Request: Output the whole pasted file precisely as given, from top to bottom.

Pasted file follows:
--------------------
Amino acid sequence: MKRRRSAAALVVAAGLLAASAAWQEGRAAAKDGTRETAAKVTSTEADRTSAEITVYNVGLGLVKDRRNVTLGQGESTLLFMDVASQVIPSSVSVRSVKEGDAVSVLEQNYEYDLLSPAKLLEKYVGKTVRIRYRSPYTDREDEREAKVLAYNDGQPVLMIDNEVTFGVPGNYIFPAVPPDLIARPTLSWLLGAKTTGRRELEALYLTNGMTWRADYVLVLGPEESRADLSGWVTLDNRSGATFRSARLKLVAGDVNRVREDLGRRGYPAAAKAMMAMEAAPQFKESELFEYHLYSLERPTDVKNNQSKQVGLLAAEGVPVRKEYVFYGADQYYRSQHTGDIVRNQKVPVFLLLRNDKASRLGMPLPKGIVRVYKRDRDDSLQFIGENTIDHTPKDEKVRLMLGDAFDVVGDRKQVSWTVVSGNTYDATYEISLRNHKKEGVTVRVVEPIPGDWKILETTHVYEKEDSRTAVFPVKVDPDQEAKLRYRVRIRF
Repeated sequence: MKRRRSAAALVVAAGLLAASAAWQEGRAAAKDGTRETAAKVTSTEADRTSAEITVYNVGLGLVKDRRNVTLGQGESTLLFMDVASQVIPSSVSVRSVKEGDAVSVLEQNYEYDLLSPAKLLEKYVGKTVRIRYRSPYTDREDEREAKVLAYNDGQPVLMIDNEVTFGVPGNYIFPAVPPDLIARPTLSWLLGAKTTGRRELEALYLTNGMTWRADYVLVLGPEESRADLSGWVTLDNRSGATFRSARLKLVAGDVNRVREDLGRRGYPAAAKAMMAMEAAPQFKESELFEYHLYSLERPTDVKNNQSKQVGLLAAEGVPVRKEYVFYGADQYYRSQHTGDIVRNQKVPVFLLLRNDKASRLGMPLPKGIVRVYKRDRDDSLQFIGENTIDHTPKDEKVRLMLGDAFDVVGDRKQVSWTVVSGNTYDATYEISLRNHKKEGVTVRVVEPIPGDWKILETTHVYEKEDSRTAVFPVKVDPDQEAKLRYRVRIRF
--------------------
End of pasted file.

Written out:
Amino acid sequence: MKRRRSAAALVVAAGLLAASAAWQEGRAAAKDGTRETAAKVTSTEADRTSAEITVYNVGLGLVKDRRNVTLGQGESTLLFMDVASQVIPSSVSVRSVKEGDAVSVLEQNYEYDLLSPAKLLEKYVGKTVRIRYRSPYTDREDEREAKVLAYNDGQPVLMIDNEVTFGVPGNYIFPAVPPDLIARPTLSWLLGAKTTGRRELEALYLTNGMTWRADYVLVLGPEESRADLSGWVTLDNRSGATFRSARLKLVAGDVNRVREDLGRRGYPAAAKAMMAMEAAPQFKESELFEYHLYSLERPTDVKNNQSKQVGLLAAEGVPVRKEYVFYGADQYYRSQHTGDIVRNQKVPVFLLLRNDKASRLGMPLPKGIVRVYKRDRDDSLQFIGENTIDHTPKDEKVRLMLGDAFDVVGDRKQVSWTVVSGNTYDATYEISLRNHKKEGVTVRVVEPIPGDWKILETTHVYEKEDSRTAVFPVKVDPDQEAKLRYRVRIRF
Repeated sequence: MKRRRSAAALVVAAGLLAASAAWQEGRAAAKDGTRETAAKVTSTEADRTSAEITVYNVGLGLVKDRRNVTLGQGESTLLFMDVASQVIPSSVSVRSVKEGDAVSVLEQNYEYDLLSPAKLLEKYVGKTVRIRYRSPYTDREDEREAKVLAYNDGQPVLMIDNEVTFGVPGNYIFPAVPPDLIARPTLSWLLGAKTTGRRELEALYLTNGMTWRADYVLVLGPEESRADLSGWVTLDNRSGATFRSARLKLVAGDVNRVREDLGRRGYPAAAKAMMAMEAAPQFKESELFEYHLYSLERPTDVKNNQSKQVGLLAAEGVPVRKEYVFYGADQYYRSQHTGDIVRNQKVPVFLLLRNDKASRLGMPLPKGIVRVYKRDRDDSLQFIGENTIDHTPKDEKVRLMLGDAFDVVGDRKQVSWTVVSGNTYDATYEISLRNHKKEGVTVRVVEPIPGDWKILETTHVYEKEDSRTAVFPVKVDPDQEAKLRYRVRIRF